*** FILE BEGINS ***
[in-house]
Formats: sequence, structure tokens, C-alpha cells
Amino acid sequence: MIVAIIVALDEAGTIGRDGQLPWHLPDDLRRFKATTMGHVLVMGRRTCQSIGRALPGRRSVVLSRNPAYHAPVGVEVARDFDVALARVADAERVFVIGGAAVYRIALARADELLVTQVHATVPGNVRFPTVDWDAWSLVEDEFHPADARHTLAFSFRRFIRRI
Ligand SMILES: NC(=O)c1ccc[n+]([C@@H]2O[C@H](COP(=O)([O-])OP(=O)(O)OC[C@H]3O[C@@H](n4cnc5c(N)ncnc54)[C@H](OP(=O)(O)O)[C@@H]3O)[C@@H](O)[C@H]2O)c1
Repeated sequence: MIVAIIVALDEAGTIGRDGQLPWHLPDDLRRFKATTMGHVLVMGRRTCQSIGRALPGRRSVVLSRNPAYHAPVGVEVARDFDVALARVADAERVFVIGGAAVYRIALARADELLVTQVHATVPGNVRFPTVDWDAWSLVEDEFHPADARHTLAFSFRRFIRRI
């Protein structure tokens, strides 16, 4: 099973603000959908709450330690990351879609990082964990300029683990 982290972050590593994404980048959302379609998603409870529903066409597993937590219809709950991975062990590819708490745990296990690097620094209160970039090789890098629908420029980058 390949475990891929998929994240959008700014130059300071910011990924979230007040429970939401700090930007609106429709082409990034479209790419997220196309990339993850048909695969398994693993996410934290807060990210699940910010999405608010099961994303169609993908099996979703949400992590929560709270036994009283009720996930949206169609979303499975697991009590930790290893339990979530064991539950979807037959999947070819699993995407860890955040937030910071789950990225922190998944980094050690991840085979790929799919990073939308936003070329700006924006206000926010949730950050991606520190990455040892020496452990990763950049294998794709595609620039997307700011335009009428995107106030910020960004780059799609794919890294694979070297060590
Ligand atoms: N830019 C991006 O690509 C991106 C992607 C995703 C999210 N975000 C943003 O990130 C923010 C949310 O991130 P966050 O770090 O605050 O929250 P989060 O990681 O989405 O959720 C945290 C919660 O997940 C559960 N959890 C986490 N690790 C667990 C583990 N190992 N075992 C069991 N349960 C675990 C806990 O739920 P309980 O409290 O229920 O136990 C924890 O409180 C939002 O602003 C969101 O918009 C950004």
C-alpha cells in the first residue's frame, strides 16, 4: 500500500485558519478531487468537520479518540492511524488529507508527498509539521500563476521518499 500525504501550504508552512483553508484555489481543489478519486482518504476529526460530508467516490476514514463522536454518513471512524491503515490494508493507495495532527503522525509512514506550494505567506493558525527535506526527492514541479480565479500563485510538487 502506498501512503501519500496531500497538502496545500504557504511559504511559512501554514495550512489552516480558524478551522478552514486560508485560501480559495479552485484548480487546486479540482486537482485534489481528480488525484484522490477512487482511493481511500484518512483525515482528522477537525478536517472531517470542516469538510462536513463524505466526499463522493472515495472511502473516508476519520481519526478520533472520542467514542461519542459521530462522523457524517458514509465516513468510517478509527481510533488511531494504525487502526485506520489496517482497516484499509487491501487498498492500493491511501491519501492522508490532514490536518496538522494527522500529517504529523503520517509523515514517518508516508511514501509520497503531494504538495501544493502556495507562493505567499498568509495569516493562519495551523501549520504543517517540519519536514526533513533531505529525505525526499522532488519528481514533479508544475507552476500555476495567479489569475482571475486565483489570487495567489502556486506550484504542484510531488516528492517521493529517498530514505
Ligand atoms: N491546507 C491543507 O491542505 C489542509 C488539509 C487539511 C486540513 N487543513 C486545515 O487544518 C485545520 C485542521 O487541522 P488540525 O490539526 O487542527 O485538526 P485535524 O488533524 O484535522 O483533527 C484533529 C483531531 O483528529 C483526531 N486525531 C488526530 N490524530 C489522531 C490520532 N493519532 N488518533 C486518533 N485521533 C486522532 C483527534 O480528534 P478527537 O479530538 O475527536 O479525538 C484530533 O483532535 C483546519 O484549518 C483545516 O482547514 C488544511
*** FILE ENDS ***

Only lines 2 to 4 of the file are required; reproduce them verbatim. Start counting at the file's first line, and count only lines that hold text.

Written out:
Formats: sequence, structure tokens, C-alpha cells
Amino acid sequence: MIVAIIVALDEAGTIGRDGQLPWHLPDDLRRFKATTMGHVLVMGRRTCQSIGRALPGRRSVVLSRNPAYHAPVGVEVARDFDVALARVADAERVFVIGGAAVYRIALARADELLVTQVHATVPGNVRFPTVDWDAWSLVEDEFHPADARHTLAFSFRRFIRRI
Ligand SMILES: NC(=O)c1ccc[n+]([C@@H]2O[C@H](COP(=O)([O-])OP(=O)(O)OC[C@H]3O[C@@H](n4cnc5c(N)ncnc54)[C@H](OP(=O)(O)O)[C@@H]3O)[C@@H](O)[C@H]2O)c1